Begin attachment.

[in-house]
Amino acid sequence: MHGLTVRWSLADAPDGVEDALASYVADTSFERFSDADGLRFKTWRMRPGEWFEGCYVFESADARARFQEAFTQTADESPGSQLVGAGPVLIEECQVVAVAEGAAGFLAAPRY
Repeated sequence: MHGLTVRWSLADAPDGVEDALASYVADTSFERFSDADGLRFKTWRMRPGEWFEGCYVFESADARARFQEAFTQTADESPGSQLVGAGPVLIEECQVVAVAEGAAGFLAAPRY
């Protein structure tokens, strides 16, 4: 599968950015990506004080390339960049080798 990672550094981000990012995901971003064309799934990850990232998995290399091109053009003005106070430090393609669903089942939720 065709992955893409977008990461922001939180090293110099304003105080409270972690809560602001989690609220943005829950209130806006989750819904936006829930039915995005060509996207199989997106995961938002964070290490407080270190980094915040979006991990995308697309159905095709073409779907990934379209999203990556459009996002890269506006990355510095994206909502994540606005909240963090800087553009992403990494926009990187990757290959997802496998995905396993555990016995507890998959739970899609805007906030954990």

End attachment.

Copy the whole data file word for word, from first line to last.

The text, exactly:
[in-house]
Amino acid sequence: MHGLTVRWSLADAPDGVEDALASYVADTSFERFSDADGLRFKTWRMRPGEWFEGCYVFESADARARFQEAFTQTADESPGSQLVGAGPVLIEECQVVAVAEGAAGFLAAPRY
Repeated sequence: MHGLTVRWSLADAPDGVEDALASYVADTSFERFSDADGLRFKTWRMRPGEWFEGCYVFESADARARFQEAFTQTADESPGSQLVGAGPVLIEECQVVAVAEGAAGFLAAPRY
């Protein structure tokens, strides 16, 4: 599968950015990506004080390339960049080798 990672550094981000990012995901971003064309799934990850990232998995290399091109053009003005106070430090393609669903089942939720 065709992955893409977008990461922001939180090293110099304003105080409270972690809560602001989690609220943005829950209130806006989750819904936006829930039915995005060509996207199989997106995961938002964070290490407080270190980094915040979006991990995308697309159905095709073409779907990934379209999203990556459009996002890269506006990355510095994206909502994540606005909240963090800087553009992403990494926009990187990757290959997802496998995905396993555990016995507890998959739970899609805007906030954990």